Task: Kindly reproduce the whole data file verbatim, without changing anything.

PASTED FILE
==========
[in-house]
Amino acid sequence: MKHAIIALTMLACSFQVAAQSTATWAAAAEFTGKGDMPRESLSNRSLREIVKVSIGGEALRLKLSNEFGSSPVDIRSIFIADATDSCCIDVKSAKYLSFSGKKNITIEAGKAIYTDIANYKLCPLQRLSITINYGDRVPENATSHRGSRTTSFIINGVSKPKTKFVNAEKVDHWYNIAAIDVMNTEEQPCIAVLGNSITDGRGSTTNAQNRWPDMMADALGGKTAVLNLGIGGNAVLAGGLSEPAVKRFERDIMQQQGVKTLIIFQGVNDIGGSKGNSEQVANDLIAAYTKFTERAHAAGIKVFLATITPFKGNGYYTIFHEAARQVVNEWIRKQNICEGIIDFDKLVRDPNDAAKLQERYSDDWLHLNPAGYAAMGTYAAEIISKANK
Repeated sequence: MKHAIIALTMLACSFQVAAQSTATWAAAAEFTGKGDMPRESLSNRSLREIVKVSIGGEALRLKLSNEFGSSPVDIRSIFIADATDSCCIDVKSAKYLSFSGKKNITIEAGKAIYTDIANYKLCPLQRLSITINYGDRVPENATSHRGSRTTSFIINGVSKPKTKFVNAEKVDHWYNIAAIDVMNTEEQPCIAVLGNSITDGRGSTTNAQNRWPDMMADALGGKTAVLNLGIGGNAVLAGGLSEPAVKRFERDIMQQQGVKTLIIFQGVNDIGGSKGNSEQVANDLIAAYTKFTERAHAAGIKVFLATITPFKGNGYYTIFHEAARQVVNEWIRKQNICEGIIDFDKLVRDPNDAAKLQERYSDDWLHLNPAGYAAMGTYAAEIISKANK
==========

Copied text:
[in-house]
Amino acid sequence: MKHAIIALTMLACSFQVAAQSTATWAAAAEFTGKGDMPRESLSNRSLREIVKVSIGGEALRLKLSNEFGSSPVDIRSIFIADATDSCCIDVKSAKYLSFSGKKNITIEAGKAIYTDIANYKLCPLQRLSITINYGDRVPENATSHRGSRTTSFIINGVSKPKTKFVNAEKVDHWYNIAAIDVMNTEEQPCIAVLGNSITDGRGSTTNAQNRWPDMMADALGGKTAVLNLGIGGNAVLAGGLSEPAVKRFERDIMQQQGVKTLIIFQGVNDIGGSKGNSEQVANDLIAAYTKFTERAHAAGIKVFLATITPFKGNGYYTIFHEAARQVVNEWIRKQNICEGIIDFDKLVRDPNDAAKLQERYSDDWLHLNPAGYAAMGTYAAEIISKANK
Repeated sequence: MKHAIIALTMLACSFQVAAQSTATWAAAAEFTGKGDMPRESLSNRSLREIVKVSIGGEALRLKLSNEFGSSPVDIRSIFIADATDSCCIDVKSAKYLSFSGKKNITIEAGKAIYTDIANYKLCPLQRLSITINYGDRVPENATSHRGSRTTSFIINGVSKPKTKFVNAEKVDHWYNIAAIDVMNTEEQPCIAVLGNSITDGRGSTTNAQNRWPDMMADALGGKTAVLNLGIGGNAVLAGGLSEPAVKRFERDIMQQQGVKTLIIFQGVNDIGGSKGNSEQVANDLIAAYTKFTERAHAAGIKVFLATITPFKGNGYYTIFHEAARQVVNEWIRKQNICEGIIDFDKLVRDPNDAAKLQERYSDDWLHLNPAGYAAMGTYAAEIISKANK